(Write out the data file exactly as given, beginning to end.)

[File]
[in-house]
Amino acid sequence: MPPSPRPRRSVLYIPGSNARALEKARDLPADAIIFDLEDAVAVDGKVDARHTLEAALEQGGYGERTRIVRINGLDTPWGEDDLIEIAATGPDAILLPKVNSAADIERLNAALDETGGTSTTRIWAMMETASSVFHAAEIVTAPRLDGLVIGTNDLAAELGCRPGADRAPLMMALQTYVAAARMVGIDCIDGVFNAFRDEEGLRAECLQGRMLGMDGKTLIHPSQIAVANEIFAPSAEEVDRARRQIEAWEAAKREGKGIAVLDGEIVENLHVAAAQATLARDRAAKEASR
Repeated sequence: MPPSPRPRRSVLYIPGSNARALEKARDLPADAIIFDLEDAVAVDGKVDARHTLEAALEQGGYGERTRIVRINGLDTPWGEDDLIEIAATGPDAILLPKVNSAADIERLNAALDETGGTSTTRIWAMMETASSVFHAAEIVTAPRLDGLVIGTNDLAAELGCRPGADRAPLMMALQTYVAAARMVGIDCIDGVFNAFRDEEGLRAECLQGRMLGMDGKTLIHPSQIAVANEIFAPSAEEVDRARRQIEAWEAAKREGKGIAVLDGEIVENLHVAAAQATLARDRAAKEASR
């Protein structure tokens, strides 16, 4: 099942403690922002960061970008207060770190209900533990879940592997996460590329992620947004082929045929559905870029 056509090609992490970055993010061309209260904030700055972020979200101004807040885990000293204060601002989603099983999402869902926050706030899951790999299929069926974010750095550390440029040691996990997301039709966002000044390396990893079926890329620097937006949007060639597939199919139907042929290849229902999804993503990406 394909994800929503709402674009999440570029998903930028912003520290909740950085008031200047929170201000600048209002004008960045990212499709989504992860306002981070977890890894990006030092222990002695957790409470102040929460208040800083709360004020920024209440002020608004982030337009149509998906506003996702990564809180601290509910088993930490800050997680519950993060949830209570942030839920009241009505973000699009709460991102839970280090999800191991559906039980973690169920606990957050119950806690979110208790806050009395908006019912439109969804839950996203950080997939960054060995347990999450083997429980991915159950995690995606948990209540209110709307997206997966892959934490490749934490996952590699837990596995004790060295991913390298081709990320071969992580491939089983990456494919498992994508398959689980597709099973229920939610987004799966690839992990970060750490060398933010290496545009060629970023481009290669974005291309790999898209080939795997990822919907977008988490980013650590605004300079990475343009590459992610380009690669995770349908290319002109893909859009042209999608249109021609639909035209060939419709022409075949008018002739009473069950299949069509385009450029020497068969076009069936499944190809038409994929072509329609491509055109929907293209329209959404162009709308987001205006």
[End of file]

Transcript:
[in-house]
Amino acid sequence: MPPSPRPRRSVLYIPGSNARALEKARDLPADAIIFDLEDAVAVDGKVDARHTLEAALEQGGYGERTRIVRINGLDTPWGEDDLIEIAATGPDAILLPKVNSAADIERLNAALDETGGTSTTRIWAMMETASSVFHAAEIVTAPRLDGLVIGTNDLAAELGCRPGADRAPLMMALQTYVAAARMVGIDCIDGVFNAFRDEEGLRAECLQGRMLGMDGKTLIHPSQIAVANEIFAPSAEEVDRARRQIEAWEAAKREGKGIAVLDGEIVENLHVAAAQATLARDRAAKEASR
Repeated sequence: MPPSPRPRRSVLYIPGSNARALEKARDLPADAIIFDLEDAVAVDGKVDARHTLEAALEQGGYGERTRIVRINGLDTPWGEDDLIEIAATGPDAILLPKVNSAADIERLNAALDETGGTSTTRIWAMMETASSVFHAAEIVTAPRLDGLVIGTNDLAAELGCRPGADRAPLMMALQTYVAAARMVGIDCIDGVFNAFRDEEGLRAECLQGRMLGMDGKTLIHPSQIAVANEIFAPSAEEVDRARRQIEAWEAAKREGKGIAVLDGEIVENLHVAAAQATLARDRAAKEASR
């Protein structure tokens, strides 16, 4: 099942403690922002960061970008207060770190209900533990879940592997996460590329992620947004082929045929559905870029 056509090609992490970055993010061309209260904030700055972020979200101004807040885990000293204060601002989603099983999402869902926050706030899951790999299929069926974010750095550390440029040691996990997301039709966002000044390396990893079926890329620097937006949007060639597939199919139907042929290849229902999804993503990406 394909994800929503709402674009999440570029998903930028912003520290909740950085008031200047929170201000600048209002004008960045990212499709989504992860306002981070977890890894990006030092222990002695957790409470102040929460208040800083709360004020920024209440002020608004982030337009149509998906506003996702990564809180601290509910088993930490800050997680519950993060949830209570942030839920009241009505973000699009709460991102839970280090999800191991559906039980973690169920606990957050119950806690979110208790806050009395908006019912439109969804839950996203950080997939960054060995347990999450083997429980991915159950995690995606948990209540209110709307997206997966892959934490490749934490996952590699837990596995004790060295991913390298081709990320071969992580491939089983990456494919498992994508398959689980597709099973229920939610987004799966690839992990970060750490060398933010290496545009060629970023481009290669974005291309790999898209080939795997990822919907977008988490980013650590605004300079990475343009590459992610380009690669995770349908290319002109893909859009042209999608249109021609639909035209060939419709022409075949008018002739009473069950299949069509385009450029020497068969076009069936499944190809038409994929072509329609491509055109929907293209329209959404162009709308987001205006």